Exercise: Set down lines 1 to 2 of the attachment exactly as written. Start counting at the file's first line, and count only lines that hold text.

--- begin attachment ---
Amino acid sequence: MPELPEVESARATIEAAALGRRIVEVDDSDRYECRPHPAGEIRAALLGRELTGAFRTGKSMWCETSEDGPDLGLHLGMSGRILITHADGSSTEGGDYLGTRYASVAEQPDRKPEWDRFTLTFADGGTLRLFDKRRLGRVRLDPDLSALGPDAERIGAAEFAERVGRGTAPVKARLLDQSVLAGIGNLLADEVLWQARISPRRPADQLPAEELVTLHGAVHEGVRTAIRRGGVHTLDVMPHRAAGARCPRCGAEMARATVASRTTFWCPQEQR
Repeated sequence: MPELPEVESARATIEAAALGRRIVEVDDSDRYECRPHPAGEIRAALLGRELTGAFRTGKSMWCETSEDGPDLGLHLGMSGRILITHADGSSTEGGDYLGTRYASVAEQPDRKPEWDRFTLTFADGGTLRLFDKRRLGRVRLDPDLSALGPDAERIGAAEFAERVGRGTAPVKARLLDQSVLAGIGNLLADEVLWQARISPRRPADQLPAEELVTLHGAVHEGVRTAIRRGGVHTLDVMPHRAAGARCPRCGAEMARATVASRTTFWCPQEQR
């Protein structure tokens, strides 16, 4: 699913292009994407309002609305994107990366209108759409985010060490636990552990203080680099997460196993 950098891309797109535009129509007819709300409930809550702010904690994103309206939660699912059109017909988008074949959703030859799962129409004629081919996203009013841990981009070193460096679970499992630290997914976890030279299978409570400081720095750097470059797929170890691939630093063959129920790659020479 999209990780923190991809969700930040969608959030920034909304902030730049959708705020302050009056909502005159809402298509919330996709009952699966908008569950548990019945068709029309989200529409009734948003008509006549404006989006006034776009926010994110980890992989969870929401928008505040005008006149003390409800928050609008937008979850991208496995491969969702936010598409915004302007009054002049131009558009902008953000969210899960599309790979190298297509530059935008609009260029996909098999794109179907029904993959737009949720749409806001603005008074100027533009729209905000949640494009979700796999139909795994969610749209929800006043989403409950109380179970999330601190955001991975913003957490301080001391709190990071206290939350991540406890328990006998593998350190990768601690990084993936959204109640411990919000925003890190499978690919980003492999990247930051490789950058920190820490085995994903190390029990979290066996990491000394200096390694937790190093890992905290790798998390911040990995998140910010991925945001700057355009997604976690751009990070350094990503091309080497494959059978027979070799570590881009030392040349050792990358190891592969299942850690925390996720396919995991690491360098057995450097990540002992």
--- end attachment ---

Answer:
Amino acid sequence: MPELPEVESARATIEAAALGRRIVEVDDSDRYECRPHPAGEIRAALLGRELTGAFRTGKSMWCETSEDGPDLGLHLGMSGRILITHADGSSTEGGDYLGTRYASVAEQPDRKPEWDRFTLTFADGGTLRLFDKRRLGRVRLDPDLSALGPDAERIGAAEFAERVGRGTAPVKARLLDQSVLAGIGNLLADEVLWQARISPRRPADQLPAEELVTLHGAVHEGVRTAIRRGGVHTLDVMPHRAAGARCPRCGAEMARATVASRTTFWCPQEQR
Repeated sequence: MPELPEVESARATIEAAALGRRIVEVDDSDRYECRPHPAGEIRAALLGRELTGAFRTGKSMWCETSEDGPDLGLHLGMSGRILITHADGSSTEGGDYLGTRYASVAEQPDRKPEWDRFTLTFADGGTLRLFDKRRLGRVRLDPDLSALGPDAERIGAAEFAERVGRGTAPVKARLLDQSVLAGIGNLLADEVLWQARISPRRPADQLPAEELVTLHGAVHEGVRTAIRRGGVHTLDVMPHRAAGARCPRCGAEMARATVASRTTFWCPQEQR